Rated of 5
by Sharon B. (Rome, GA) Nice Story of Healing and Redemption
The daughter of a Vietnam war veteran travels to Ho Chi Minh City to run a center for street children. She takes along a childhood friend who was disabled in the Iraqi war. Together they confront a language barrier, corrupt police and a host of unsavory characters to get the center up and running. It was a good read, although I was put off by the anti-American sentiments and some of the dialog was tedious. This is one of those rare books that will make a better movie.
Rated of 5
by Mary Lou F. (Naples, FL) Dragon House
This was a very well written book - characters were marvelous. It's a book you hate to see end and there is a very poignant message to be learned here.
Rated of 5
by Priscilla M. (Houston, TX) A Satisfying Story
When I first started reading Dragon House, I found the writing to be a bit uneven and stilted. I had trouble staying with the book and put it down several times before I finally got into the story. Iris Rhodes flies to Vietnam to see the children's home her father was building in Saigon before his death. The author never really explains why her father felt compelled to do this, but the reader can surmise it was motivated by guilt after his involvement in the Vietnam War, a guilt that kept him estranged from his family throughout all of Iris's life. Those of us who reached adulthood during this era can completely identify with his need to rebuild the city in some meaningful way. Iris is accompanied by a childhood friend, Noah, who brings with him physical, mental, and emotional scars from the war in Iraq.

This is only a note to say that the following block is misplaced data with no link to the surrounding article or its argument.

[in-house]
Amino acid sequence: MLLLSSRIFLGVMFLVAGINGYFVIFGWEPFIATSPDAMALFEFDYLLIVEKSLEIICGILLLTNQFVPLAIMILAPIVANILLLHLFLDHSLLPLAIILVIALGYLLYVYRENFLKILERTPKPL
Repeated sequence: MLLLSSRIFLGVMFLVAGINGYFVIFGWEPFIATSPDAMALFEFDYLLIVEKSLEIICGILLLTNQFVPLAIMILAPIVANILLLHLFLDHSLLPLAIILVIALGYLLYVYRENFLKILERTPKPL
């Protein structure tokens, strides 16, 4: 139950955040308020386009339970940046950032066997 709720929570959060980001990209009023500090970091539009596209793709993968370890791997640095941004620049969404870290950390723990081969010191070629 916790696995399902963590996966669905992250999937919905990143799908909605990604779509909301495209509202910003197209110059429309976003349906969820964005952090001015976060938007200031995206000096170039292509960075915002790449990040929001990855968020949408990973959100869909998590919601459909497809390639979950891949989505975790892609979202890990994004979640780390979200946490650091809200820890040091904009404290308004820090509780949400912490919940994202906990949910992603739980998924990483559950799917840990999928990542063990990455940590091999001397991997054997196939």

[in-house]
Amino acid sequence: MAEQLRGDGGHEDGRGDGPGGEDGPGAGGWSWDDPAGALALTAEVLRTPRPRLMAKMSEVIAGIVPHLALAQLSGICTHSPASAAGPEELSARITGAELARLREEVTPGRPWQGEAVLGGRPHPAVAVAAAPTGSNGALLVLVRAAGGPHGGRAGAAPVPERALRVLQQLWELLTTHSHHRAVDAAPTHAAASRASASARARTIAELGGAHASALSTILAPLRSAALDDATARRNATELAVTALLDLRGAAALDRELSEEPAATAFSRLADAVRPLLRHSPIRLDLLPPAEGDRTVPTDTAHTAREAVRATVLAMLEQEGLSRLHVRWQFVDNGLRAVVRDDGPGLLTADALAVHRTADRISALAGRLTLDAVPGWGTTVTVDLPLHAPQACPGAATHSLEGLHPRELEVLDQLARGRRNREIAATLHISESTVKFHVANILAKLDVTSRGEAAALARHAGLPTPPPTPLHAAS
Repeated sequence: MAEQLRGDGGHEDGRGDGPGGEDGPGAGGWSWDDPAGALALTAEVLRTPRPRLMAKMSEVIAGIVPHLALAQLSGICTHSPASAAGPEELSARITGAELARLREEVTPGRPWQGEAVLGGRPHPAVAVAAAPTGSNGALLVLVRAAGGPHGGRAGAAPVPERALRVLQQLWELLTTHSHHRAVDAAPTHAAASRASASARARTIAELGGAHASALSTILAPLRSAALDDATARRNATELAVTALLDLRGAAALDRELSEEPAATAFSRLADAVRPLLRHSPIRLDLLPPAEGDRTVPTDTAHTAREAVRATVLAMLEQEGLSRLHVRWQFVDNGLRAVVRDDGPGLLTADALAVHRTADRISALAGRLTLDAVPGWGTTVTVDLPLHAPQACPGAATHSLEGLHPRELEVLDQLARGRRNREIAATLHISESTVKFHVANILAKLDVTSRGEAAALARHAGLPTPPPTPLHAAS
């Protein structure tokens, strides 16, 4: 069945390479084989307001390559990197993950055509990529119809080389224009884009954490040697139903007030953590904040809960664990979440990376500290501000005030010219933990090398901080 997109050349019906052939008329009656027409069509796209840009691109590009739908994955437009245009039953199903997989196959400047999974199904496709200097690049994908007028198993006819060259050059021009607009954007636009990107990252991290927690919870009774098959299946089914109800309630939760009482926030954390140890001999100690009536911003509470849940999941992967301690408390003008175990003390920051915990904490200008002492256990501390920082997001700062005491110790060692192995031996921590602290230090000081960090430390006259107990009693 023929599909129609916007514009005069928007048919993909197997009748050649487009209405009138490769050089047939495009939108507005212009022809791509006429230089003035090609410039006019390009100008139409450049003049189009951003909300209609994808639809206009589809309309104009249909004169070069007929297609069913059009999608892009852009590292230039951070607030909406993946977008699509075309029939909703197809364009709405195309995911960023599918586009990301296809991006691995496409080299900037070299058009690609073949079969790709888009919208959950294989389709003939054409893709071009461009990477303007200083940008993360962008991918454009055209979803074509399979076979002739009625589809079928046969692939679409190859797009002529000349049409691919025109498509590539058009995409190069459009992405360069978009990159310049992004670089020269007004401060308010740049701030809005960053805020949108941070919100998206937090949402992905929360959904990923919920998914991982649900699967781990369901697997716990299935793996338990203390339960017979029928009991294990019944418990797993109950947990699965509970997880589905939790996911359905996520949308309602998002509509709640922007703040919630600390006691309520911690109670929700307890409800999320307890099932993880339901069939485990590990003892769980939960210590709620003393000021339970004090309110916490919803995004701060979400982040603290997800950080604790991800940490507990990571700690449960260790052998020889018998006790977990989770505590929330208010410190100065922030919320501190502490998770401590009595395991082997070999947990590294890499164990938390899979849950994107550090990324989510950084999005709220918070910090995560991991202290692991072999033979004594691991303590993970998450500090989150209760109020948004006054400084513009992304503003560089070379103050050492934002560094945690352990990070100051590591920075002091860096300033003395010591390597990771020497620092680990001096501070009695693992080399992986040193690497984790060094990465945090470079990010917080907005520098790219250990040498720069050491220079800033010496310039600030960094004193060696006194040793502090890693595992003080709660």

Once Iris and Noah reach Saigon, the story starts to pick up momentum. The reader meets the various characters and in spite of my earlier misgivings about the writing, I became attached to them all. The process of healing for both Iris and Noah keeps the story moving toward a very satisfying conclusion. It is a feel good story, complete with a few teary moments.
Rated of 5
by Sandy C. (Houston, TX) A well written book that will sweep you away to another world Dragon House tells the story of two American friends, Iris and Noah, who travel to Vietnam to finish the work that Iriss deceased father started to establish a center for street children in Saigon.
John Shorss writing transports the reader to another world, from vivid descriptions of the gorgeous landscape beyond the walls of Saigon and Hanoi to the heartbreaking depictions of the squalor and cruelty of street life. I could see (and smell) the streets of Saigon as well as the shores of Nha Trang and Halong Bay. Shors also does a good job of developing the characters - from Noah, an Iraq war veteran who is battling back from a debilitating injury and struggling to find himself, to Mai and Mihn, two street children struggling each day to survive in a storyline a bit reminiscent of Slumdog Millionaire.
Dragon House also wraps in a love story and a plot filled with intrigue and suspense. I would definitely recommend this book to others. A real page turner.
British Parliament asks Amazon to clarify why it pays $9 million in income tax on $23 billion of UK sales.(May 20 2013) Amazon will be called back to give further evidence to members of the British Parliament "to clarify how its activities in the U.K. justify its low corporate...